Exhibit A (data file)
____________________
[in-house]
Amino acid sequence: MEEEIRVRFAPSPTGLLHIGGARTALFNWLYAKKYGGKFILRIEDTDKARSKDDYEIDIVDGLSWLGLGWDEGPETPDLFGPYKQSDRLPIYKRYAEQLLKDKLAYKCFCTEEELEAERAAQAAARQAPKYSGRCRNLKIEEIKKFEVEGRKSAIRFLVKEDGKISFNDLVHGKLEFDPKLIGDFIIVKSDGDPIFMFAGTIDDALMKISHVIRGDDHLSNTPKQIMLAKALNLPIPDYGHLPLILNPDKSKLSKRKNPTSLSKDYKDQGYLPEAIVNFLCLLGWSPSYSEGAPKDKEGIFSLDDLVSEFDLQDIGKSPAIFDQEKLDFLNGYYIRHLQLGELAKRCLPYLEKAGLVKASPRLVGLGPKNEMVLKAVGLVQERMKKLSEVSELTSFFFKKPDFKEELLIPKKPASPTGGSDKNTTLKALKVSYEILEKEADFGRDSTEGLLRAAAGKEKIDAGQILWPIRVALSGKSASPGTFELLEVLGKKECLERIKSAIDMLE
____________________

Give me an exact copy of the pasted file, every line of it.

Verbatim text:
[in-house]
Amino acid sequence: MEEEIRVRFAPSPTGLLHIGGARTALFNWLYAKKYGGKFILRIEDTDKARSKDDYEIDIVDGLSWLGLGWDEGPETPDLFGPYKQSDRLPIYKRYAEQLLKDKLAYKCFCTEEELEAERAAQAAARQAPKYSGRCRNLKIEEIKKFEVEGRKSAIRFLVKEDGKISFNDLVHGKLEFDPKLIGDFIIVKSDGDPIFMFAGTIDDALMKISHVIRGDDHLSNTPKQIMLAKALNLPIPDYGHLPLILNPDKSKLSKRKNPTSLSKDYKDQGYLPEAIVNFLCLLGWSPSYSEGAPKDKEGIFSLDDLVSEFDLQDIGKSPAIFDQEKLDFLNGYYIRHLQLGELAKRCLPYLEKAGLVKASPRLVGLGPKNEMVLKAVGLVQERMKKLSEVSELTSFFFKKPDFKEELLIPKKPASPTGGSDKNTTLKALKVSYEILEKEADFGRDSTEGLLRAAAGKEKIDAGQILWPIRVALSGKSASPGTFELLEVLGKKECLERIKSAIDMLE